I wrote, "Beginning in late summer 2011, US economic confidence fell sharply and the Occupy Wall Street movement first emerged. These events brought a resurgence of public interest in income inequality throughout the fall period. Americans' political focus changed due to this decline in confidence."  We are seeing the same thing today.

Even more, from my perspective I am afraid that economists have labeled Americans' feelings far too narrowly.  Main Street doesn't perceive just income inequality, but influence inequality too.  There is an enormous gap in confidence between the haves and have-nots today, and that is driving social actions.

House Majority Leader Eric Cantor didn't see this until it was clearly too late. On May 23, I offered the following thoughts in the aftermath of the major midterm primaries:

The greatest risk America's two major political parties now face is that they breathe a big sigh of relief and set their political machines and fundraising plans on a moderate 2016 battle headlining Bush and Clinton.  Rather than anticipating a sharp turn down in mood, they will simply resurrect their 1988, 1992, 1996, 2000, and 2004 battle plans which focus entirely on the very modest light that exists between the centrist left and centrist right.

What neither party seems to appreciate this week is that they are now equally vulnerable to polarized, extremist grassroots efforts should social mood fall sharply.  If Washington is today focused on income inequality, what they should be really worrying about is influence inequality.  After this week a very small group of the political elite will set the course for 2016 while a vast number of voters on Main Street will feel completely unheard. 

The potential for a populist backlash on the both the right and the left today is enormous, and it will come alive if mood falls.

For both parties the 2014 midterm elections represent a pyrrhic victory.  We'll see how long it takes for that to become clear.

Then, not two weeks later following Mr. Cantor's defeat, I wrote the following:

This week, we have the answer:  Just 18 days. House Majority Leader Eric Cantor lost out to a candidate so unknown that even the Tea Party didn't back Mr. Brat. 

Deteriorating social mood has taken its first major toll, shaking the Republican establishment to its core.  While they are wise to be concerned, the implications to Mr. Cantor's defeat extend well into the left side of the aisle as well.

Of the many explanations of Mr. Cantor's loss, this one from Trip Gabriel of the New York Times stands out to me:
 
"Here in the place that Representative Eric Cantor calls home, few voters seemed to recognize him as one of their own. Despite Mr. Cantor's rise to be the second-most powerful member of his party in the House and, for a time, a leader of its angry right flank, Republicans here seemed in agreement with Mr. Cantor's challenger, who toppled him from power by tarring him as insufficiently conservative on issues including immigration, the federal budget and crony capitalism.
 
"But more than any specific issue, voter after voter in a district that reaches from farmland in Northern Virginia to the prosperous suburbs around Richmond had a more fundamental complaint: At a time of deep cynicism about government, they described Mr. Cantor as a man who had succumbed to Washington and forgotten where he came from.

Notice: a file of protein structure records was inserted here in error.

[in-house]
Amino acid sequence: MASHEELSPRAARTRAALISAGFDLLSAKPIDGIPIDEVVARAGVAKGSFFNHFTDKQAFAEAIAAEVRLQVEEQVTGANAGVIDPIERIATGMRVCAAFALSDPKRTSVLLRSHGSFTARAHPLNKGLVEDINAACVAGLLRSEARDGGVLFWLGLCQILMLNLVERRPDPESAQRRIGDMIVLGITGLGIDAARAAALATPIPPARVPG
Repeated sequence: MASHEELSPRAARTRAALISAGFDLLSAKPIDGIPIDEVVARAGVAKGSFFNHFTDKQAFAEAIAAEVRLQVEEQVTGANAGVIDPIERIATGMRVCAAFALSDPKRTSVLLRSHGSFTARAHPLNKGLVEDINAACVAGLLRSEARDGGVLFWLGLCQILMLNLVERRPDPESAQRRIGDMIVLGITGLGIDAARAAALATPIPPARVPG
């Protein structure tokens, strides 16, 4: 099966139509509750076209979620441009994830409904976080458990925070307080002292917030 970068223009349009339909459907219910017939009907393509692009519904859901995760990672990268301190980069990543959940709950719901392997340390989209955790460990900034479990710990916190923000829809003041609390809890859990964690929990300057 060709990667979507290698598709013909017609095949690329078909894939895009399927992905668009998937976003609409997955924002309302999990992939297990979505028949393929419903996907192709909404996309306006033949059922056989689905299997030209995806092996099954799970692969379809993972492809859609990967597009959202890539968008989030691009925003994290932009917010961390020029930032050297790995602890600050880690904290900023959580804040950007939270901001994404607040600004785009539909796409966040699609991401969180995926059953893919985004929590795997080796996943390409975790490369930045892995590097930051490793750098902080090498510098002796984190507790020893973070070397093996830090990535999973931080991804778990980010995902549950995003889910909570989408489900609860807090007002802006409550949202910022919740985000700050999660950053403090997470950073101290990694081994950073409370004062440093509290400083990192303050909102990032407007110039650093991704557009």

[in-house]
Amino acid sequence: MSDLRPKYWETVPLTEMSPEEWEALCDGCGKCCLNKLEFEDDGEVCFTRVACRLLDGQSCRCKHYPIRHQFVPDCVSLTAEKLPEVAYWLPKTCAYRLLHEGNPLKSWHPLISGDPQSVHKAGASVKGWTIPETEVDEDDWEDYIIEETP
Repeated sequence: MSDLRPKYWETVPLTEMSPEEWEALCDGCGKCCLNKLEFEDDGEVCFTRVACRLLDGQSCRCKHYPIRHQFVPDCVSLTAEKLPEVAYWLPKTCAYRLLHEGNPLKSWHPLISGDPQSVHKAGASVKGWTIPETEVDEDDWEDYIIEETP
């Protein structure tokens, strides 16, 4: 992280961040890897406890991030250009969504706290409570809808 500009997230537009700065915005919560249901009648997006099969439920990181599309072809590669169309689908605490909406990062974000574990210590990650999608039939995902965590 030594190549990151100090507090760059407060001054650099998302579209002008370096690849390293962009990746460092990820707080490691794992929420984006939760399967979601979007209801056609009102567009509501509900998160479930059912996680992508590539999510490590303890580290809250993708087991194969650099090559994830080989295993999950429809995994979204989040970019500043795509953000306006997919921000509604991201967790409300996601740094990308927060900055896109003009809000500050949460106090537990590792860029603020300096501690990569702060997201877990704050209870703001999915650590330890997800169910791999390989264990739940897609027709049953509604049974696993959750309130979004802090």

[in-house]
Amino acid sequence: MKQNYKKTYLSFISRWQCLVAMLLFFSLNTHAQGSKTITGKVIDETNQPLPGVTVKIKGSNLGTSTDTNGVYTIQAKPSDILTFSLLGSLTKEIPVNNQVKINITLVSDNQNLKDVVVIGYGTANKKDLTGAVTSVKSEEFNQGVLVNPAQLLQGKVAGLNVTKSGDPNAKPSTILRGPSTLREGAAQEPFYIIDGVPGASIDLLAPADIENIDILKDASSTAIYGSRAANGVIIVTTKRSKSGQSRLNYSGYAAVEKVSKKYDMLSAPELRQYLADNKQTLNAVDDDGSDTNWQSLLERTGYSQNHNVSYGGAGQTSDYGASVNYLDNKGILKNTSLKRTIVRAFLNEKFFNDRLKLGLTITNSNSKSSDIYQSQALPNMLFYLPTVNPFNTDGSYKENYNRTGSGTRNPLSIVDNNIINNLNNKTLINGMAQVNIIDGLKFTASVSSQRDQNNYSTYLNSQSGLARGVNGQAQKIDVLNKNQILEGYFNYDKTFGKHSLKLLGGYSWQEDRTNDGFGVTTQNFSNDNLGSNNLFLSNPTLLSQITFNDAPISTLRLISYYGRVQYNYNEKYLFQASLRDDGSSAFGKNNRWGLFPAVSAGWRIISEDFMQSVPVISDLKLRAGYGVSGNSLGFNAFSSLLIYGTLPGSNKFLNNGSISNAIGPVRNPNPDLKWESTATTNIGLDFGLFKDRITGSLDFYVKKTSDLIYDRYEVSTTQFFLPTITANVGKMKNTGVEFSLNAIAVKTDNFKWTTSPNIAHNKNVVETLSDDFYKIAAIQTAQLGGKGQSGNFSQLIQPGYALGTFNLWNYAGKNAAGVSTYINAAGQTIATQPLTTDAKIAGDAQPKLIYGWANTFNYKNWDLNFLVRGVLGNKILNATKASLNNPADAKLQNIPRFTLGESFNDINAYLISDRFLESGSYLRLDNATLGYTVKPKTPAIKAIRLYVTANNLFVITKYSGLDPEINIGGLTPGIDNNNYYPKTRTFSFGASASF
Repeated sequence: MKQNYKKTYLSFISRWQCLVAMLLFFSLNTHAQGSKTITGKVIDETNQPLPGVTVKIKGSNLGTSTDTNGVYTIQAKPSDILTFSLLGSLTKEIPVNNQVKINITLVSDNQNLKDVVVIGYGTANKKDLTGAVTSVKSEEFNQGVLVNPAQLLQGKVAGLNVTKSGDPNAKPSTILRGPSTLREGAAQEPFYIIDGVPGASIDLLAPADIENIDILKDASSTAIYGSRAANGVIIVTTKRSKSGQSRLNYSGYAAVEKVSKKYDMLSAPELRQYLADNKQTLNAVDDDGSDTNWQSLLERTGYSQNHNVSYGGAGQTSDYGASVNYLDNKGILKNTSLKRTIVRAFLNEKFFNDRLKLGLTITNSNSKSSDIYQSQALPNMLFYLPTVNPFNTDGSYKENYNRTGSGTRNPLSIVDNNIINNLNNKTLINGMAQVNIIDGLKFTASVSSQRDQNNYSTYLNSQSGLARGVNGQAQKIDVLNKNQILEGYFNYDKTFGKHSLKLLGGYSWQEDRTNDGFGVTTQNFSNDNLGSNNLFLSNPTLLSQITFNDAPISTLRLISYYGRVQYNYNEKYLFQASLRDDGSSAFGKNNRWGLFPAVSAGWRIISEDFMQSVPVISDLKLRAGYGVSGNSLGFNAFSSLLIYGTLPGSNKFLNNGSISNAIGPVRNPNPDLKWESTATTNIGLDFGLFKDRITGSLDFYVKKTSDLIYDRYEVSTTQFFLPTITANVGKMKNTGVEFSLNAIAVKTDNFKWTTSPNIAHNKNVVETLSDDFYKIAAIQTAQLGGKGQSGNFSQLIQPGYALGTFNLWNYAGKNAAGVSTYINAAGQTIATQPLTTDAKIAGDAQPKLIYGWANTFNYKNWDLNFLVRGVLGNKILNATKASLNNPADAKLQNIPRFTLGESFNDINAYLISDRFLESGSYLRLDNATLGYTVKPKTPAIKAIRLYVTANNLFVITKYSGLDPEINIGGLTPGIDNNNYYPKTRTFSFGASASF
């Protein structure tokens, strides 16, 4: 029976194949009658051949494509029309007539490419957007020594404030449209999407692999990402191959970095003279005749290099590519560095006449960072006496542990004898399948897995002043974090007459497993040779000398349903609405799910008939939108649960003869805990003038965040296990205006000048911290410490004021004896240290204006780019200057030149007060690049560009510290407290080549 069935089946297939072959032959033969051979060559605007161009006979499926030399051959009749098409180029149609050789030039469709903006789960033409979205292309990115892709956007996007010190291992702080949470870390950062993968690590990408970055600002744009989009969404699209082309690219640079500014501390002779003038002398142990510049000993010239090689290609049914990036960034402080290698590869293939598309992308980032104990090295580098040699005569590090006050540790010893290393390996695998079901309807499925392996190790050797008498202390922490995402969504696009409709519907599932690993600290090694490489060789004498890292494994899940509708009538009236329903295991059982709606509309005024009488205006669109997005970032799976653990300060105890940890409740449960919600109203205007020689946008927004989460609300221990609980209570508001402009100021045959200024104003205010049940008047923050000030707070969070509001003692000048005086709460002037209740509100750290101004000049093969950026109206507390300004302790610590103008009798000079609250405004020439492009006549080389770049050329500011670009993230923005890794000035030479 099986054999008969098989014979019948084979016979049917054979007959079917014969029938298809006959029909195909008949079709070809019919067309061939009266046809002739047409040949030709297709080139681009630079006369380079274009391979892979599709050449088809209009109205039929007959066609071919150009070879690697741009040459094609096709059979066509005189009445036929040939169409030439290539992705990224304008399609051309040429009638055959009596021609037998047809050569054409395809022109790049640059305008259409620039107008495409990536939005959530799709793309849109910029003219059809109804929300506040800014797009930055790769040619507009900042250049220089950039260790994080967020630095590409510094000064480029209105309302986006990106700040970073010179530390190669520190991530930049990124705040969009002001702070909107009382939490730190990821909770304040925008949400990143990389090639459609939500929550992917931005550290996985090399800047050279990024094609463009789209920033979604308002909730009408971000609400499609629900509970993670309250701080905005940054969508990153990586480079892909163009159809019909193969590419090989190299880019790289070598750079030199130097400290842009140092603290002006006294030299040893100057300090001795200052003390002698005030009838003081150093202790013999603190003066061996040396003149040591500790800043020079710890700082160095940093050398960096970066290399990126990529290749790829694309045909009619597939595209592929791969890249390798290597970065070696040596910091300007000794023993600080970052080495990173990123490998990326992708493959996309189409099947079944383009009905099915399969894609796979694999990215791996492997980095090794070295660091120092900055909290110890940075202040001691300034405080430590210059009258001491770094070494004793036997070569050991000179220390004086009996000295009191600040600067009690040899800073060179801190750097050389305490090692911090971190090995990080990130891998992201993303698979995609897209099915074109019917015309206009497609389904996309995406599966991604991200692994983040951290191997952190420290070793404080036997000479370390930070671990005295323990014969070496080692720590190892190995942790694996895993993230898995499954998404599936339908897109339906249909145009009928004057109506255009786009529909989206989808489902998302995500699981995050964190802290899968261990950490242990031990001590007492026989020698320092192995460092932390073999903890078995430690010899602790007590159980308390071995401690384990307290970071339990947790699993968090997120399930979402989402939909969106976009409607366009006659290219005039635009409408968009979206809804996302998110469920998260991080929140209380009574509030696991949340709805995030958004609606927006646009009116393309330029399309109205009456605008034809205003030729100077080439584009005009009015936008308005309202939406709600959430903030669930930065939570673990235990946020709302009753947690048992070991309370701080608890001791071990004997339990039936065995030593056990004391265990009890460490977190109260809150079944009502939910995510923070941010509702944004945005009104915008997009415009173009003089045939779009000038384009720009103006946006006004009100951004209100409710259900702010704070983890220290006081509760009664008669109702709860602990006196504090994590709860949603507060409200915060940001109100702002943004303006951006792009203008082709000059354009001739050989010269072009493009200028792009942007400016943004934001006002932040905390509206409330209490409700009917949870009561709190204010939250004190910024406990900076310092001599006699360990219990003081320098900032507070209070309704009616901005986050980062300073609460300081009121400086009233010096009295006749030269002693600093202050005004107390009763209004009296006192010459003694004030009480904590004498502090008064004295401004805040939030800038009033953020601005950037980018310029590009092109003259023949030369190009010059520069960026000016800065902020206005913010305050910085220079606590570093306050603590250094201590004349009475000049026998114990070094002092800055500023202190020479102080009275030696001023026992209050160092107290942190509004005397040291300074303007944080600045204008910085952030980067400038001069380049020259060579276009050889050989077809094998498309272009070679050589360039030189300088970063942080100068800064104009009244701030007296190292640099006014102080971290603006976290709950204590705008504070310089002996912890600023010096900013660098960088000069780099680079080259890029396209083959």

"At a time when voters say they crave authenticity, they did not believe he displayed it."

When confidence is low it is all about being local and authentic.  People laugh, but it is why the microbrewery movement has been so significant to me.  Our food choices reflect our level of confidence far faster than many of our other behaviors. Craft beer has been a leading indicator of what was to come.

To voters outside of Richmond this week, Mr. Cantor had become Anheuser-Busch InBev (NYSE:BUD) when they wanted Dogfish Head Brewery. He became "they," which in times like this is anyone who is not "me."

If mood continues to fall as this week's market peak strongly suggests is now likely, Mr. Cantor will simply be the first among many Washington political mega-titans to now be ousted. By 2016, people will look back on the supposed certainty of a Hillary shoe-in victory and laugh.  Jeb Bush won't be on the Republican ticket, if there even is a Republican ticket at that point. Low mood will redefine grassroots American politics.

Mr. Seib is right to identify globalization, alienation and populism as concerns. In all three areas I see an acceleration of weak confidence-driven behaviors, despite continuing rising markets.

Still, if policymakers and economists are going to have a positive impact on America today, they, like Mr. Seib, need to stop claiming effects as the root causes of America's current malaise.

Our problem is chronic underconfidence. (See my TEDx talk on the topic, here.) Until we do something about that, I am afraid that what Mr. Seib identifies as the causes of our current uncertain political environment will only get worse.

Peter Atwater's groundbreaking book "Moods and Markets" is now available on Amazon and Barnes & Noble.
 
"Peter Atwater brilliantly provides a framework for understanding both the socioeconomic hubris that led to the great credit bubble of the past decade and the dark social-psychological hangover that has resulted from its collapse. In so doing, he offers an invaluable guide to what promises to be a very difficult and turbulent period ahead as we experience what he calls the 'me, here, and now' behavioral tendencies of the post-crash world."  -Sherle R. Schwenninger, Director, Economic Growth Program, New America Foundation


Twitter: @Peter_Atwater